How lupus affects the gastrointestinal system
Lupus is an autoimmune disease that can affect almost any part of the body, most often the joints, skin, kidneys, heart, lungs, blood, or brain.
Lupus can also affect the gastrointestinal (GI) system. The GI system is your body’s pathway for taking in, processing, and disposing of everything you eat and drink. Everything you swallow goes from your mouth to your throat, through your stomach to your intestines, and then to your colon, ending at your urinary tract or rectum. Muscle contractions control swallowing and bowel movement.
People with lupus may experience problems in any area of the GI system, including the surrounding organs such as the liver, pancreas, bile ducts, and gallbladder. Not all of these problems will be directly related to lupus disease activity; some may be traced to side effects of medication you take or other diseases that may be present.
Esophageal disorders in lupus
The esophagus is the muscle that joins your throat to your stomach. When lupus causes inflammation in the esophagus, stomach acid can back up into your esophagus. Almost everyone experiences this backward flow of acid, called reflux, from time to time as either gas or the burning sensation of heartburn. However, persistent reflux is known as gastroesophageal reflux disease (GERD). The most common causes of GERD are hiatal hernia caused by a weak sphincter (the muscle between your esophagus and your stomach), or by weak muscle contractions in your esophagus. In addition to reflux, esophageal problems may also cause difficulty swallowing, a condition called dysphagia.
Digestive problems are common in lupus. The symptoms you may experience include nausea, vomiting, diarrhea, or constipation. Drugs you take for lupus such as non-steroidal anti-inflammatory drugs (NSAIDs) and corticosteroids are often the cause. Though sometimes, these symptoms occur because your muscles are not properly moving waste through your intestines. This group of symptoms is known as irritable bowel syndrome (IBS), which may be the result of irregularities in your nervous system.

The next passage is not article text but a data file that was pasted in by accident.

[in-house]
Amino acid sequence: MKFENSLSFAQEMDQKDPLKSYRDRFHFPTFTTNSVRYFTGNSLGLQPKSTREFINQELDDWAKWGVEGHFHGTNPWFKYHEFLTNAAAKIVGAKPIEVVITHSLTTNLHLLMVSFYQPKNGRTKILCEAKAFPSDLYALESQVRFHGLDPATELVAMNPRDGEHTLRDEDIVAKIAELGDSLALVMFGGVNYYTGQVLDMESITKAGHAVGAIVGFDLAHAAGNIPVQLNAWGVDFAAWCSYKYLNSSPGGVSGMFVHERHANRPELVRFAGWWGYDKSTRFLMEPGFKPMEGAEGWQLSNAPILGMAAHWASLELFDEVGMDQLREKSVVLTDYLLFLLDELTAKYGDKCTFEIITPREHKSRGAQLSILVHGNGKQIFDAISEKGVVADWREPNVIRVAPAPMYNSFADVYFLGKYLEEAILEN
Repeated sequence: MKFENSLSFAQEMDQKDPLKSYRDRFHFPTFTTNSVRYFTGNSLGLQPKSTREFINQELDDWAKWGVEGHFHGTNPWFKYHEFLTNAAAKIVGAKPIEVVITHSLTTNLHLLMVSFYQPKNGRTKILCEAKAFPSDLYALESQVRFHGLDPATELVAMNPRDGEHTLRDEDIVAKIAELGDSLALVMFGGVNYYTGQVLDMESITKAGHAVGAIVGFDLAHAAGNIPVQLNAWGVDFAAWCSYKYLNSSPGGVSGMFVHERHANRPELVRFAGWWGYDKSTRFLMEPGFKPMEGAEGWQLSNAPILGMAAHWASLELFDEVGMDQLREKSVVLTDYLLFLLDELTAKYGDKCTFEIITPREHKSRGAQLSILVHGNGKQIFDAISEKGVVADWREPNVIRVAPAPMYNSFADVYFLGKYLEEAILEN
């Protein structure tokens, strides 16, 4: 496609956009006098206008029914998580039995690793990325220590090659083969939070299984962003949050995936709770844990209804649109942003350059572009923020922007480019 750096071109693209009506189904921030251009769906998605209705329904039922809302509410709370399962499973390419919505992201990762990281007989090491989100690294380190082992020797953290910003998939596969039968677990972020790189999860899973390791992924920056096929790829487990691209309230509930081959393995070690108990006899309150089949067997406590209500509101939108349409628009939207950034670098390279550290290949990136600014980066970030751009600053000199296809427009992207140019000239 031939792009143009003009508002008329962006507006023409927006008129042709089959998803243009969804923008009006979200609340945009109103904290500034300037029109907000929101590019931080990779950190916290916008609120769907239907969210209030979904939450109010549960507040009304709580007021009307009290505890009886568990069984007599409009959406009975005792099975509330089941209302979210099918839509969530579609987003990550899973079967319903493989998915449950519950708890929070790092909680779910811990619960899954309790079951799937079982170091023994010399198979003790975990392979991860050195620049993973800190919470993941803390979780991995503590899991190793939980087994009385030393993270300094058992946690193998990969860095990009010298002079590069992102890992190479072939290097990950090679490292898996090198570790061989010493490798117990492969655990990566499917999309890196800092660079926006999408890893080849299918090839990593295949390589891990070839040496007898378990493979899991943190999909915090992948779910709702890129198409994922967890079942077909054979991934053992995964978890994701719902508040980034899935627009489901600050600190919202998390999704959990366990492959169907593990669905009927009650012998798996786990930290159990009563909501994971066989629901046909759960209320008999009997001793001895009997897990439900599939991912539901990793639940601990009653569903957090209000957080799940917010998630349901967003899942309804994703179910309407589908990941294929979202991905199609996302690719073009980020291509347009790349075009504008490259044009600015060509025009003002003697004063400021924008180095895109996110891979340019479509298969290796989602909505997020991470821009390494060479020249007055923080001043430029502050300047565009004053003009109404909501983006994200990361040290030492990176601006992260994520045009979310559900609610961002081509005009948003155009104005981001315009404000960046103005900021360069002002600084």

Ulcerative colitis and crohn’s disease
Ulcerative colitis (which causes ulcers in the lining of the rectum and colon) and Crohn’s disease (which causes inflammation of the digestive system) are two forms of inflammatory bowel disease that affect the colon. Bloody diarrhea and abdominal pain are common symptoms in both but there are differences that will help your doctor distinguish between the two. People with lupus will sometimes develop ulcerative colitis, but only rarely will a person have both lupus and Crohn’s disease.
Peritonitis and ascites
The peritoneum is a thin lining on the inside of your abdomen. Inflammation of this lining can cause a condition called peritonitis. Most cases of peritonitis are due to an infection. However, inflammation caused by lupus can also cause a build-up of fluids in the abdominal cavity called ascites (pronounced ah-SAHY-teez). The symptoms you may experience can include severe abdominal pain, tenderness when your belly is touched, nausea and vomiting, fever, and/or lack of bowel movements. Infection, pancreatitis, liver disease, cancer, and other conditions can also cause ascites so your doctor may want to examine a sample of the fluid to determine its cause and begin the proper treatment.